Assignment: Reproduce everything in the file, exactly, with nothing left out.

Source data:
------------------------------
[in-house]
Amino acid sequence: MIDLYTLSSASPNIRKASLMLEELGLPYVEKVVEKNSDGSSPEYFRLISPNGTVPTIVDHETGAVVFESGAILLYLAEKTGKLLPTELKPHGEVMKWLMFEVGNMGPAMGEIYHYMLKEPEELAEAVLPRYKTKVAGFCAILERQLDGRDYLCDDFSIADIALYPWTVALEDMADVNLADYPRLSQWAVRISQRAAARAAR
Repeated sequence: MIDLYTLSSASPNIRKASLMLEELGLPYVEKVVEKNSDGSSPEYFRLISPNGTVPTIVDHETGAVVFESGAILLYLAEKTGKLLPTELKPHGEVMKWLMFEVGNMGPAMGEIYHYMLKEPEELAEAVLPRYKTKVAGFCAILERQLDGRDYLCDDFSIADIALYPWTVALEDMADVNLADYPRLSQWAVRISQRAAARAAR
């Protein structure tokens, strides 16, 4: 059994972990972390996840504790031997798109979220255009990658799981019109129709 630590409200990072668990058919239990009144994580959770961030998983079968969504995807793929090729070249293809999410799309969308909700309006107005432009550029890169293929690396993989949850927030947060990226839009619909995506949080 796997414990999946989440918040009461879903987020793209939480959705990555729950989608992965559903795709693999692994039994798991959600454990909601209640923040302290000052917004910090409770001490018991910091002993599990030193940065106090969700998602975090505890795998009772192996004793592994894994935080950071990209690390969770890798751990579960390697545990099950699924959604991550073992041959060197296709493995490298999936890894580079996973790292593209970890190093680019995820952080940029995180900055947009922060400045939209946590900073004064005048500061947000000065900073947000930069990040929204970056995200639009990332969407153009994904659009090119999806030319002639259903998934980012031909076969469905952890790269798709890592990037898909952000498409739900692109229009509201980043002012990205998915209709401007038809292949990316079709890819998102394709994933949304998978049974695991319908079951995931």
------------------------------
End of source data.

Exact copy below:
[in-house]
Amino acid sequence: MIDLYTLSSASPNIRKASLMLEELGLPYVEKVVEKNSDGSSPEYFRLISPNGTVPTIVDHETGAVVFESGAILLYLAEKTGKLLPTELKPHGEVMKWLMFEVGNMGPAMGEIYHYMLKEPEELAEAVLPRYKTKVAGFCAILERQLDGRDYLCDDFSIADIALYPWTVALEDMADVNLADYPRLSQWAVRISQRAAARAAR
Repeated sequence: MIDLYTLSSASPNIRKASLMLEELGLPYVEKVVEKNSDGSSPEYFRLISPNGTVPTIVDHETGAVVFESGAILLYLAEKTGKLLPTELKPHGEVMKWLMFEVGNMGPAMGEIYHYMLKEPEELAEAVLPRYKTKVAGFCAILERQLDGRDYLCDDFSIADIALYPWTVALEDMADVNLADYPRLSQWAVRISQRAAARAAR
């Protein structure tokens, strides 16, 4: 059994972990972390996840504790031997798109979220255009990658799981019109129709 630590409200990072668990058919239990009144994580959770961030998983079968969504995807793929090729070249293809999410799309969308909700309006107005432009550029890169293929690396993989949850927030947060990226839009619909995506949080 796997414990999946989440918040009461879903987020793209939480959705990555729950989608992965559903795709693999692994039994798991959600454990909601209640923040302290000052917004910090409770001490018991910091002993599990030193940065106090969700998602975090505890795998009772192996004793592994894994935080950071990209690390969770890798751990579960390697545990099950699924959604991550073992041959060197296709493995490298999936890894580079996973790292593209970890190093680019995820952080940029995180900055947009922060400045939209946590900073004064005048500061947000000065900073947000930069990040929204970056995200639009990332969407153009994904659009090119999806030319002639259903998934980012031909076969469905952890790269798709890592990037898909952000498409739900692109229009509201980043002012990205998915209709401007038809292949990316079709890819998102394709994933949304998978049974695991319908079951995931």